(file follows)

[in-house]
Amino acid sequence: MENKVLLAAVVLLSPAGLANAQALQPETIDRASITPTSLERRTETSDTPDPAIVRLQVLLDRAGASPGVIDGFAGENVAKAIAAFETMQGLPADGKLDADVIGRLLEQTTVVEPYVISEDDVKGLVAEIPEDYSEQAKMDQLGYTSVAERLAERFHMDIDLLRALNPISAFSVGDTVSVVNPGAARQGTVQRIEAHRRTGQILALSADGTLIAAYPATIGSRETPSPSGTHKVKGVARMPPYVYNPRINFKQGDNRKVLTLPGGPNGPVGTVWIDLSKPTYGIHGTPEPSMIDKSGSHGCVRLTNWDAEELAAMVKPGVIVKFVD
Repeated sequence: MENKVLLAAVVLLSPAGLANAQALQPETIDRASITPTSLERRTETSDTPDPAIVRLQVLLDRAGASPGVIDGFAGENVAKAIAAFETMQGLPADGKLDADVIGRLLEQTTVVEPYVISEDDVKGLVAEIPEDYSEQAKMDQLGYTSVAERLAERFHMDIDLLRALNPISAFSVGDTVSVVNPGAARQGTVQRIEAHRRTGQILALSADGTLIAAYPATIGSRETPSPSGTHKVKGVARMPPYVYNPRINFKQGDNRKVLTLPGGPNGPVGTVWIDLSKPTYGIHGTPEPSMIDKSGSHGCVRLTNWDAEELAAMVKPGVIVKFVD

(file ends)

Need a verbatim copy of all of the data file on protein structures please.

[in-house]
Amino acid sequence: MENKVLLAAVVLLSPAGLANAQALQPETIDRASITPTSLERRTETSDTPDPAIVRLQVLLDRAGASPGVIDGFAGENVAKAIAAFETMQGLPADGKLDADVIGRLLEQTTVVEPYVISEDDVKGLVAEIPEDYSEQAKMDQLGYTSVAERLAERFHMDIDLLRALNPISAFSVGDTVSVVNPGAARQGTVQRIEAHRRTGQILALSADGTLIAAYPATIGSRETPSPSGTHKVKGVARMPPYVYNPRINFKQGDNRKVLTLPGGPNGPVGTVWIDLSKPTYGIHGTPEPSMIDKSGSHGCVRLTNWDAEELAAMVKPGVIVKFVD
Repeated sequence: MENKVLLAAVVLLSPAGLANAQALQPETIDRASITPTSLERRTETSDTPDPAIVRLQVLLDRAGASPGVIDGFAGENVAKAIAAFETMQGLPADGKLDADVIGRLLEQTTVVEPYVISEDDVKGLVAEIPEDYSEQAKMDQLGYTSVAERLAERFHMDIDLLRALNPISAFSVGDTVSVVNPGAARQGTVQRIEAHRRTGQILALSADGTLIAAYPATIGSRETPSPSGTHKVKGVARMPPYVYNPRINFKQGDNRKVLTLPGGPNGPVGTVWIDLSKPTYGIHGTPEPSMIDKSGSHGCVRLTNWDAEELAAMVKPGVIVKFVD